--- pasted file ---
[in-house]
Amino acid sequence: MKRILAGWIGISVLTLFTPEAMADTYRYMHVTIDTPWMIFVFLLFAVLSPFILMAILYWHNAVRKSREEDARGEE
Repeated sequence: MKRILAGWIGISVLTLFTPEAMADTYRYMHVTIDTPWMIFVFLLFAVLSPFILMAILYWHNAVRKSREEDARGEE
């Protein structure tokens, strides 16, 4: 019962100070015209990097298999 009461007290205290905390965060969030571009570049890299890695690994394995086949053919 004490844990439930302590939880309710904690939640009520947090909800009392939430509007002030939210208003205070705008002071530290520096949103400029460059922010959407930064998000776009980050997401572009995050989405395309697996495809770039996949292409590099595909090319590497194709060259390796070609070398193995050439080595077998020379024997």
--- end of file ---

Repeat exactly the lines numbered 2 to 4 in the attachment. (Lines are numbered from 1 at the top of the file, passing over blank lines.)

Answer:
Amino acid sequence: MKRILAGWIGISVLTLFTPEAMADTYRYMHVTIDTPWMIFVFLLFAVLSPFILMAILYWHNAVRKSREEDARGEE
Repeated sequence: MKRILAGWIGISVLTLFTPEAMADTYRYMHVTIDTPWMIFVFLLFAVLSPFILMAILYWHNAVRKSREEDARGEE
């Protein structure tokens, strides 16, 4: 019962100070015209990097298999 009461007290205290905390965060969030571009570049890299890695690994394995086949053919 004490844990439930302590939880309710904690939640009520947090909800009392939430509007002030939210208003205070705008002071530290520096949103400029460059922010959407930064998000776009980050997401572009995050989405395309697996495809770039996949292409590099595909090319590497194709060259390796070609070398193995050439080595077998020379024997």